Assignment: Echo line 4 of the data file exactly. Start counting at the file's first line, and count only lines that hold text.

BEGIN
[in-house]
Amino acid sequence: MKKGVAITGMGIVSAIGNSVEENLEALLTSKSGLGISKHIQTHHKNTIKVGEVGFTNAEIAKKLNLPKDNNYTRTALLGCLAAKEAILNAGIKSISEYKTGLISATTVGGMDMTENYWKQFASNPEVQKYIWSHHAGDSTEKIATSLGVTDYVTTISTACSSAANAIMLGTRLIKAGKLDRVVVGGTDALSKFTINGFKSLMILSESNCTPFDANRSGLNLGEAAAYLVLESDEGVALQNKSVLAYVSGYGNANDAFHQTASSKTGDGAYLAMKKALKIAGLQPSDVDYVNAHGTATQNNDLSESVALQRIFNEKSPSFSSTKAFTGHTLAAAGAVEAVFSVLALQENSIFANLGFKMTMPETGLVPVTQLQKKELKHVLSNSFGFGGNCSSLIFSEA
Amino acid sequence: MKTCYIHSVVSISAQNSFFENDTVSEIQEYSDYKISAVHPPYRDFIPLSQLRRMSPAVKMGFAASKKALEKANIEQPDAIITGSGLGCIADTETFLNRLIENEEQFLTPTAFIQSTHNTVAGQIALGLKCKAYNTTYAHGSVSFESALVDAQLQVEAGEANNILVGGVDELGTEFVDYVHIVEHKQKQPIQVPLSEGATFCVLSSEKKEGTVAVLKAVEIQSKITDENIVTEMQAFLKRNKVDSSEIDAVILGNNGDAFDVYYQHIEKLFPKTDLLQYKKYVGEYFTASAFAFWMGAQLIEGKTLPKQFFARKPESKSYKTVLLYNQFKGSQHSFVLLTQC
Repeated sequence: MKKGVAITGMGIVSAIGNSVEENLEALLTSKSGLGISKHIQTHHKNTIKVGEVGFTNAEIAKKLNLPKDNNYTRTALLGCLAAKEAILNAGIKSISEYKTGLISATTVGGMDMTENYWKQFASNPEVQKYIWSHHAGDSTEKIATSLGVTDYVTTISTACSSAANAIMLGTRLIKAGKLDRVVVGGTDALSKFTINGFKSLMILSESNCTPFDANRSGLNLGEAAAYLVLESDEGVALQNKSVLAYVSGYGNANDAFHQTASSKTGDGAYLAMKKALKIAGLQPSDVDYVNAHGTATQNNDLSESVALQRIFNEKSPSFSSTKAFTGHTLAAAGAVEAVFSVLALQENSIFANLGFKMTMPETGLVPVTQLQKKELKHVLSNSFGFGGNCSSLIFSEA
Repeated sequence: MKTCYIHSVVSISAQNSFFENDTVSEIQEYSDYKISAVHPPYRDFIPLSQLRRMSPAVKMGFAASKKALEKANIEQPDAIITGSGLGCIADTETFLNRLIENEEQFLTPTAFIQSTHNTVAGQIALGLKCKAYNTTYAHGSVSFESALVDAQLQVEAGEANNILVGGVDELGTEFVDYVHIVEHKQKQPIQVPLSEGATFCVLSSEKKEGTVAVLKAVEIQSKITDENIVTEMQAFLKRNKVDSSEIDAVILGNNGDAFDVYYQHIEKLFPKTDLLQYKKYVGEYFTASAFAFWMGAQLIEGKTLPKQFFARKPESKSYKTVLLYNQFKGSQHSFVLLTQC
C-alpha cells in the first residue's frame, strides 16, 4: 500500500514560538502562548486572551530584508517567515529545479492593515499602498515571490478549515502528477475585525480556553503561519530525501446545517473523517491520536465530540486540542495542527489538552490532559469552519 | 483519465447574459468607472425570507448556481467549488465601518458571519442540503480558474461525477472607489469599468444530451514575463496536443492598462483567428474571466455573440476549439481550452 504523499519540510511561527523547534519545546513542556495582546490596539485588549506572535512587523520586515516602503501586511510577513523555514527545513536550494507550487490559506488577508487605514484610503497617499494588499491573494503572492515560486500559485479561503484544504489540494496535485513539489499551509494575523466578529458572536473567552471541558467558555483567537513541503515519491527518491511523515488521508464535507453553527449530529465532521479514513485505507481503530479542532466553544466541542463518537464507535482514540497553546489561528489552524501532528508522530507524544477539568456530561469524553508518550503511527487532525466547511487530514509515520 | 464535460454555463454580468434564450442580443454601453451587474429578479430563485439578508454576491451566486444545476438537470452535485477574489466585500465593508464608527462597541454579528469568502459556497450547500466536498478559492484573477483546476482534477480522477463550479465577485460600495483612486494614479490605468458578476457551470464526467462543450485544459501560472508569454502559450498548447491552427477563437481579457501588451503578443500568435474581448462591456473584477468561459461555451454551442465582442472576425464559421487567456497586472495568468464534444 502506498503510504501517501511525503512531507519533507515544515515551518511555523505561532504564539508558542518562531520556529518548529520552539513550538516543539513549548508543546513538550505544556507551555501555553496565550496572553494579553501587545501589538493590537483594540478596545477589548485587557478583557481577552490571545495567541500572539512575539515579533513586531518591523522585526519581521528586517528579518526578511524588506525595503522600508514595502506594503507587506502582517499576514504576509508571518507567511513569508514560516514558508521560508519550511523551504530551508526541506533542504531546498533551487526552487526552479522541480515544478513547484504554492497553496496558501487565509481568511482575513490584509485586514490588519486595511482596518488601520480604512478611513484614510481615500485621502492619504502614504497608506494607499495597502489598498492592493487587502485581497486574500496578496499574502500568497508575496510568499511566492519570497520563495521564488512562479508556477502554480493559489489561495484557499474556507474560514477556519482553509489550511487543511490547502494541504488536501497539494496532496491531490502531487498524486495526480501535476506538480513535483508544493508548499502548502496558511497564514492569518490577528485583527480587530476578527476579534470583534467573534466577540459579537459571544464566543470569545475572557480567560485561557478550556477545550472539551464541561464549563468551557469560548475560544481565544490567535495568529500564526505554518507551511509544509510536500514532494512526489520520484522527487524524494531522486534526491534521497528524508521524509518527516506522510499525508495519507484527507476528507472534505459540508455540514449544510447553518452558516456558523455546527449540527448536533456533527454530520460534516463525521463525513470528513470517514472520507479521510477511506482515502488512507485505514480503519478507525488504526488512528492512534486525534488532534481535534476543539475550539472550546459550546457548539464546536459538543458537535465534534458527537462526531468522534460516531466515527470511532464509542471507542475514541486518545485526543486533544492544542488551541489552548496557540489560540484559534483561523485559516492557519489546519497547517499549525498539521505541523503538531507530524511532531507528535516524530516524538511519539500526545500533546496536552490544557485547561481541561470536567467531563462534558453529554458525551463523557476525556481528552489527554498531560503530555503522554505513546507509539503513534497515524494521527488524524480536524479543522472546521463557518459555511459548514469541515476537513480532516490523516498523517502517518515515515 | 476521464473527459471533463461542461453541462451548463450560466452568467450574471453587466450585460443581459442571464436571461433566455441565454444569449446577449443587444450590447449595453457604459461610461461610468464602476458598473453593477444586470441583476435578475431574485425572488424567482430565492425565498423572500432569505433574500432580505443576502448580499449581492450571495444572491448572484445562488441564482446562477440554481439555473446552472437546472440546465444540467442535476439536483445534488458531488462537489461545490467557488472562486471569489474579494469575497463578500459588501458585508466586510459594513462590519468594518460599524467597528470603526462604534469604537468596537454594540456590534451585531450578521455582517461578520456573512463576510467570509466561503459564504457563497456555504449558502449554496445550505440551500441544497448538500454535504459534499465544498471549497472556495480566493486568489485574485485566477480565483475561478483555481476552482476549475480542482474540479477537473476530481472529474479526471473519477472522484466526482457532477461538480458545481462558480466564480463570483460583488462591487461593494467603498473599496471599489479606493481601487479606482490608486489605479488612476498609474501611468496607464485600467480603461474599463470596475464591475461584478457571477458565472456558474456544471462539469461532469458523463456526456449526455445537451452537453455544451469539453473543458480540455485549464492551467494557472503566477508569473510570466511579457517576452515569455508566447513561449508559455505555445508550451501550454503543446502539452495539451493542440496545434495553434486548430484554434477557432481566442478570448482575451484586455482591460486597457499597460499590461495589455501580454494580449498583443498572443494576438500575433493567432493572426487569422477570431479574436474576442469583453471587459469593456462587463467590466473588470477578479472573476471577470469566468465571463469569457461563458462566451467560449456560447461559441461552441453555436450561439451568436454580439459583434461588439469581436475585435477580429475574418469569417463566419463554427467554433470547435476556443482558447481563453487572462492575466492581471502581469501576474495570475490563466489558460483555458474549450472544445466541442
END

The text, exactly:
Repeated sequence: MKKGVAITGMGIVSAIGNSVEENLEALLTSKSGLGISKHIQTHHKNTIKVGEVGFTNAEIAKKLNLPKDNNYTRTALLGCLAAKEAILNAGIKSISEYKTGLISATTVGGMDMTENYWKQFASNPEVQKYIWSHHAGDSTEKIATSLGVTDYVTTISTACSSAANAIMLGTRLIKAGKLDRVVVGGTDALSKFTINGFKSLMILSESNCTPFDANRSGLNLGEAAAYLVLESDEGVALQNKSVLAYVSGYGNANDAFHQTASSKTGDGAYLAMKKALKIAGLQPSDVDYVNAHGTATQNNDLSESVALQRIFNEKSPSFSSTKAFTGHTLAAAGAVEAVFSVLALQENSIFANLGFKMTMPETGLVPVTQLQKKELKHVLSNSFGFGGNCSSLIFSEA